Robotic nipple-sparing mastectomy was first described in 2015 and appears to be gaining traction in Europe. Slower to catch on in the US, the procedure is now also starting to raise safety concerns for some surgeons.
The da Vinci robot is not yet FDA-approved for mastectomy. There is concern amongst some medical professionals that robotic tumor removal could inadvertently cause breast cancer cells to spread by fragmenting the cancerous tissue as it is being pulled out of the small incision.
Dr Hooman Noorchashm, a Philadelphia-based surgeon turned patient advocate, has raised questions about the safety and appropriateness of using the da Vinci robot for mastectomies… “The reason why I am focused on robotic mastectomy is because I think there is a parallel [with hysterectomy via power morcellator] of selling cosmesis and convenience to women for a surgical operation. The US Food and Drug Administration (FDA) has a history of being lax in its oversight of 510K devices, which include the power morcellator and the da Vinci robot, he said. These devices can replace established standards of care without proper evidence.”
To date there have been no clinical trials to compare the safety of robotic surgery with the traditional techniques used for breast cancer surgery.
Dr Noorchashm has also referred to a recent study from MD Anderson that compared survival rates of laparoscopic hysterectomies for cervical cancer to traditional “open” surgical methods that use larger incisions. The research found that patients who underwent the minimally invasive laparoscopic surgery were four times more likely to experience recurrence than those who had the open surgery. These finding came over 10 years after laparoscopic surgery was recommended as the standard for care.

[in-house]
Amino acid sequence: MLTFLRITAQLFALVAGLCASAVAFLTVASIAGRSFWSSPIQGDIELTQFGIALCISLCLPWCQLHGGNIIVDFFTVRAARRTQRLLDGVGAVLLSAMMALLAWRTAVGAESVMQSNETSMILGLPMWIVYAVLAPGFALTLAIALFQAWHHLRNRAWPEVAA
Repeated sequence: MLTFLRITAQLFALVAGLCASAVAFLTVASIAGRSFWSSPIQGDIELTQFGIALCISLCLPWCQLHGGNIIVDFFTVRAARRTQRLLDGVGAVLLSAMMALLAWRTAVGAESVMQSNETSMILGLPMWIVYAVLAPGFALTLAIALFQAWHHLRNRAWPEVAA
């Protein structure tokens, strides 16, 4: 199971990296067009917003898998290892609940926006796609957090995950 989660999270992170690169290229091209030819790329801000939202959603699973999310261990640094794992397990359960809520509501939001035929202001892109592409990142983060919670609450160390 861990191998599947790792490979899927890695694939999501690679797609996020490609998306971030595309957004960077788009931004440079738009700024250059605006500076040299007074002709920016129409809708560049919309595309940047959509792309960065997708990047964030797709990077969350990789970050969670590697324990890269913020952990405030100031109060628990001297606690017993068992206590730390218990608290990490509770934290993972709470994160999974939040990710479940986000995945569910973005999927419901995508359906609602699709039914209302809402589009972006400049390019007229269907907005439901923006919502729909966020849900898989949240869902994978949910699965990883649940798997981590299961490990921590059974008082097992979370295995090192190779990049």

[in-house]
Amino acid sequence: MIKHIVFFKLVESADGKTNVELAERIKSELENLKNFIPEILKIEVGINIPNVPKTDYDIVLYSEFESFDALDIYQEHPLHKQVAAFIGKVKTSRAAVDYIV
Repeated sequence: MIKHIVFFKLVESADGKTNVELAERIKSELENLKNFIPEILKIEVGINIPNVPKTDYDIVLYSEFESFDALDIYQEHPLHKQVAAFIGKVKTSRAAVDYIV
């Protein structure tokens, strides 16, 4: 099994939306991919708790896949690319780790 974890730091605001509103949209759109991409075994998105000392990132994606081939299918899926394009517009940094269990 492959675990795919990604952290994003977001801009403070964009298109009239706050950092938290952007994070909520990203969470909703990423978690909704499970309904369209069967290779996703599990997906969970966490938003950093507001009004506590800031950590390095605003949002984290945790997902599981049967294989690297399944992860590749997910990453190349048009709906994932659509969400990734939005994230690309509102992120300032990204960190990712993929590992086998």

This is not to say that robotic surgery isn’t an option for some patients. Recent headlines have praised surgeons for performing robot-assisted prophylactic breast surgery and immediate implant-based breast reconstruction. Although controversial, there is no evidence to suggest robotic surgery could increase the risk of developing breast cancer in preventative mastectomy cases.
Long-term, high quality research is underway, but it could be years before there is a better understanding of the full impact and risk of robotic surgery for breast cancer patients.
Looking for more information to help you weigh your surgical options? Download the Breast Advocate app now.
FDA issues safety communication about robotic mastectomies – Caution When Using Robotically-Assisted Surgical Devices in Women’s Health including Mastectomy and Other Cancer-Related Surgeries.